Paul Andre Michels, 54, moved from Detroit to Atlanta in the ‘90s. His brother told reporters that he was considering opening a massage business of his own after working as a maintenance person at Young’s.
John Michels described his brother as a military vet, a gun owner, a Catholic, and a staunch Republican. He was the eighth fatal victim on March 16.
The lone survivor of the day was Elcias R. Hernandez-Ortiz, 30, a Guatemalan immigrant who worked as a mechanic and has a wife and nine-year-old daughter. He was shot in the forehead, lungs, and stomach at Young’s Asian Spa.
The person alleged to have committed all eight murders was convicted last July of the four deaths at Young’s in Cherokee County.
Robert Aaron Long, 21, took a plea deal to the four murders at Young’s and was sentenced to four consecutive life sentences without the possibility of parole, plus 35 years.
It is said it is easier to buy a gun in Georgia than it is to vote. Long purchased a 9 mm handgun, then went to a liquor store to buy alcohol, where he parked outside Young’s Spa for an hour.
That’s when he decided to walk in.
Long has said the shootings weren’t about race, but rather his sex addiction overcome by Christian guilt over premarital sex. He told the court when he went into Young’s he received a “service.” He gave into temptation, then took his sense of moral justice into his own hands.
He went to the bathroom and came out shooting at people.
Long said he did not know or recognize any victims, including Tan and Feng. The shooting took less than five minutes.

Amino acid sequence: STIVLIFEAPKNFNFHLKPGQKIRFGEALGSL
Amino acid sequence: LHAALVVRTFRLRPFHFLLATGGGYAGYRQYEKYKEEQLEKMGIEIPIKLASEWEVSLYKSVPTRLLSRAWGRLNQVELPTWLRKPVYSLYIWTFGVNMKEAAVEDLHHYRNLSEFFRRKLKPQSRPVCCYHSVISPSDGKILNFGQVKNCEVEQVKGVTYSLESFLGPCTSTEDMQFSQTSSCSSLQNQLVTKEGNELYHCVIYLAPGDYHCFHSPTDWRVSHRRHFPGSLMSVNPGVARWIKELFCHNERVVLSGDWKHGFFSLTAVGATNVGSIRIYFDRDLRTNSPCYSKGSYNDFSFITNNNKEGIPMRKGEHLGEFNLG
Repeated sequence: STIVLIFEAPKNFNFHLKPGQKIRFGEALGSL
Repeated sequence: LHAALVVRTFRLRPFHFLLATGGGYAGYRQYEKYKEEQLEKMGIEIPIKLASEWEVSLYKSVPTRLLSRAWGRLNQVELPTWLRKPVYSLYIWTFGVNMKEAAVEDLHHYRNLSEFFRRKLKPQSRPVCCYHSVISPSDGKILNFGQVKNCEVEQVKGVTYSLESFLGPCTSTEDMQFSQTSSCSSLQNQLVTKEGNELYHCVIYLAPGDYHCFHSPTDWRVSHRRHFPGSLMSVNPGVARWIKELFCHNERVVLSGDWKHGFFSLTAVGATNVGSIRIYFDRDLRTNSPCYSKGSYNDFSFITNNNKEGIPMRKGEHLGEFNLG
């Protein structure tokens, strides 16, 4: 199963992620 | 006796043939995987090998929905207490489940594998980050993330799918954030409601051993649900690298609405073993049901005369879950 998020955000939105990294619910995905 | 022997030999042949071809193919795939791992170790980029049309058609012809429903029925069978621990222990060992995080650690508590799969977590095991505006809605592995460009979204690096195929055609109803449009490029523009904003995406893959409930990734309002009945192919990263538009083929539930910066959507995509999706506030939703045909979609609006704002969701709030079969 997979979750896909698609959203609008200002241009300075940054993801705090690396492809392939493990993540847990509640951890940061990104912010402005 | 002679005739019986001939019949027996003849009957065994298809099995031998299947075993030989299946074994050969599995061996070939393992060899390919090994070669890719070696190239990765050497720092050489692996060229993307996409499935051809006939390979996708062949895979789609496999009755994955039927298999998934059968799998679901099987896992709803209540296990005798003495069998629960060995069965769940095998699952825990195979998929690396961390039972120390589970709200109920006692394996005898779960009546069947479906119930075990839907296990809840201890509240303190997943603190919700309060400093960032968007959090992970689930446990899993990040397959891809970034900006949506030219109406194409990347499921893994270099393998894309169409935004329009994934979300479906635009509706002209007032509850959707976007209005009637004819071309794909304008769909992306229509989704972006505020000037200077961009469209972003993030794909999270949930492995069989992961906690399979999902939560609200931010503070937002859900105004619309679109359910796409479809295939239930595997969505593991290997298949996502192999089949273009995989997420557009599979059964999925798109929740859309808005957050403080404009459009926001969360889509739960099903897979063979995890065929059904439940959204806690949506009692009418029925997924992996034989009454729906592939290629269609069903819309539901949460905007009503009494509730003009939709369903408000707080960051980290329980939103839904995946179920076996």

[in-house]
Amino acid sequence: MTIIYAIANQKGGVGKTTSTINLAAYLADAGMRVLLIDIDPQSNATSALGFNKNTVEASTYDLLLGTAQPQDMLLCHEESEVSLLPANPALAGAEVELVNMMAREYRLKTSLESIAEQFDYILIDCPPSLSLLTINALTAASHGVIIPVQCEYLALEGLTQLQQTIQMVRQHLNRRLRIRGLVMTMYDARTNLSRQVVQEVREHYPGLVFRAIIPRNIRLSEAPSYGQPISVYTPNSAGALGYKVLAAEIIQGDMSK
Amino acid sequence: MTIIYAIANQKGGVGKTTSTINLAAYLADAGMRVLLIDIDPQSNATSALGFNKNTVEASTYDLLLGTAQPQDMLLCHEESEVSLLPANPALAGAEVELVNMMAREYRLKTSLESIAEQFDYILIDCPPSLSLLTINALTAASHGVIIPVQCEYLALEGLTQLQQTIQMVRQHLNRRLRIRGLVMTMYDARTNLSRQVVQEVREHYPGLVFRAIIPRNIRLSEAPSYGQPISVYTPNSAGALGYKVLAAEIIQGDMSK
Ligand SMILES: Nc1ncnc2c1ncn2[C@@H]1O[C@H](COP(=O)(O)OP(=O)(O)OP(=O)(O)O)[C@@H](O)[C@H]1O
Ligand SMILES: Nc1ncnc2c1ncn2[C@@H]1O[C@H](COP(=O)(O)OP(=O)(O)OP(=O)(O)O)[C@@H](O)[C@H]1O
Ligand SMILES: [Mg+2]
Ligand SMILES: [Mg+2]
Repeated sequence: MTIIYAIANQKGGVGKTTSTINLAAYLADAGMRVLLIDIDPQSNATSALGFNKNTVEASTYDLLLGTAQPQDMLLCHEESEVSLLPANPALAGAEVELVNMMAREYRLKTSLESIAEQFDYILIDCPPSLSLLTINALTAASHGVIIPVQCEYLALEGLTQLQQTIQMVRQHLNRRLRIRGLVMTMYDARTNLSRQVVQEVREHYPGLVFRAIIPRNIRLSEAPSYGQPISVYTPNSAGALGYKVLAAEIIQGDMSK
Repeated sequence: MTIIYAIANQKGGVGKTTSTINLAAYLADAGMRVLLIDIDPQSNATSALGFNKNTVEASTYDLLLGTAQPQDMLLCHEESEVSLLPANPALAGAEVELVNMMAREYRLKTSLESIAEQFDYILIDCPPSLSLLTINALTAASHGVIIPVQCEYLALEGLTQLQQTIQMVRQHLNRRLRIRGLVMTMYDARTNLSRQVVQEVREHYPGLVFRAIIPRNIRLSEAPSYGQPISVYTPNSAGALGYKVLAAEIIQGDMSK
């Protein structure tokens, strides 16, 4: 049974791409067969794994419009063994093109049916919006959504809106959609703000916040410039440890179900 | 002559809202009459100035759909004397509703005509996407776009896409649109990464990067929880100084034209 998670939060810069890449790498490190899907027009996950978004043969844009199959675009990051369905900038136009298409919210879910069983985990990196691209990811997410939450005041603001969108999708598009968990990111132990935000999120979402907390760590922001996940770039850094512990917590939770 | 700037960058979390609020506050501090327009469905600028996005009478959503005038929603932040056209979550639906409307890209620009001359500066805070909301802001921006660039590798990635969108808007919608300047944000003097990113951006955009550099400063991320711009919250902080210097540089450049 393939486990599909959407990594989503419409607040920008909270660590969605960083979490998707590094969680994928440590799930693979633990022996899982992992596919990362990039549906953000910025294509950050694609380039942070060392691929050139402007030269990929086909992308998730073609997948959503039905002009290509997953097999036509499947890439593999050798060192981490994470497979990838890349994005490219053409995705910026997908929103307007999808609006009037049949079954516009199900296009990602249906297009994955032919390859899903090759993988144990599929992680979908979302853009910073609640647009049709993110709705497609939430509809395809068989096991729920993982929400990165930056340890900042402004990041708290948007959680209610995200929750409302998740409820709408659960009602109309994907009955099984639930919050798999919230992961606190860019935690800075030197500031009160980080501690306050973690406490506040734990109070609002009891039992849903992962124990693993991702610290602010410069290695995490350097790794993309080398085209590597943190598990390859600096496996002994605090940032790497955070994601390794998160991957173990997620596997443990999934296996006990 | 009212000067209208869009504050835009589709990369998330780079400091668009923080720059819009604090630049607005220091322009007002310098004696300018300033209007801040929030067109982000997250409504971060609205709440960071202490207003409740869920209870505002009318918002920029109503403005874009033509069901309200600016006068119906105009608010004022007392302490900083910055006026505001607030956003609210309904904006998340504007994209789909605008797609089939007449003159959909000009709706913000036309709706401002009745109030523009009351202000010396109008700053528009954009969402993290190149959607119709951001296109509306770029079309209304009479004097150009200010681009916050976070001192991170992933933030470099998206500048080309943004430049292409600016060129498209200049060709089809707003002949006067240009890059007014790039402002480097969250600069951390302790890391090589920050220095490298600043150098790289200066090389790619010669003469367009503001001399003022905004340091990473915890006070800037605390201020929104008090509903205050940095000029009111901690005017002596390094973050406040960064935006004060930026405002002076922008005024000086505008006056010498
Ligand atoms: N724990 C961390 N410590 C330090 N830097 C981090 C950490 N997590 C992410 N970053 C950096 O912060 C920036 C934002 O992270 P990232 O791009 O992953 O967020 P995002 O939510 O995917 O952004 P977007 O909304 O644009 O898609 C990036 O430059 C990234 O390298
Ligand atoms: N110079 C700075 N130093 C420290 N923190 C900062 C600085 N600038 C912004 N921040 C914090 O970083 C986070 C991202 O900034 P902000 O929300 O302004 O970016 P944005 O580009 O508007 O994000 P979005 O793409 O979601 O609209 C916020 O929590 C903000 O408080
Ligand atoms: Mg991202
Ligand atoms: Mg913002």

Long is then alleged to have driven to the two other spas, Gold’s Spa and Aromatherapy Spa in northeast Atlanta’s Fulton County, where he killed four other Asian Americans: Grant, Park, Kim and Yu.
While the Cherokee County DA did not seek hate crime enhancements, the Fulton County District Attorney is seeking the death penalty and hate crime enhancements. Long has pleaded not guilty. His next court appearance is in April.
And that’s where we are one year later. The legal proceedings and whether it’s a hate crime or not will be discussed in a subsequent column.
For now, it’s worth it just to understand how the day came to be.
A young white man, angered and confused by religion and his sexuality, lashed out at six innocent Asian American women: Xiaojie “Emily” Tan, Daoyou Feng, Hyung Jung Grant, Soon Chung Park, Suncha Kim, Yong Ae Yue.
They were living their lives freely in America. In the case of Tan, we have a thriving entrepreneur. The others were working-class people, who by all accounts in the media were happy, providing for loving families.
They were doing what our society allows for immigrants with limited means. But they were more than just surviving, despite living in a world with issues of racism, sexism, and white supremacy.
Far from where they came from. They had made new lives in America.
They were alive.
And then all of it was taken away in an instant, gunned down in an act of zealous evil.
EMIL GUILLERMO was a columnist at the Star-Bulletin, and an editorial board member of the Advertiser. He was also the host of NPR’s “All Things Considered” in Washington, D.C. He does a web show covering Asian American Filipino issues on race, culture and politics on Facebook/emilguillermo.media; Emil Guillermo YouTube; and on www.amok.com.
by Emil Guillermo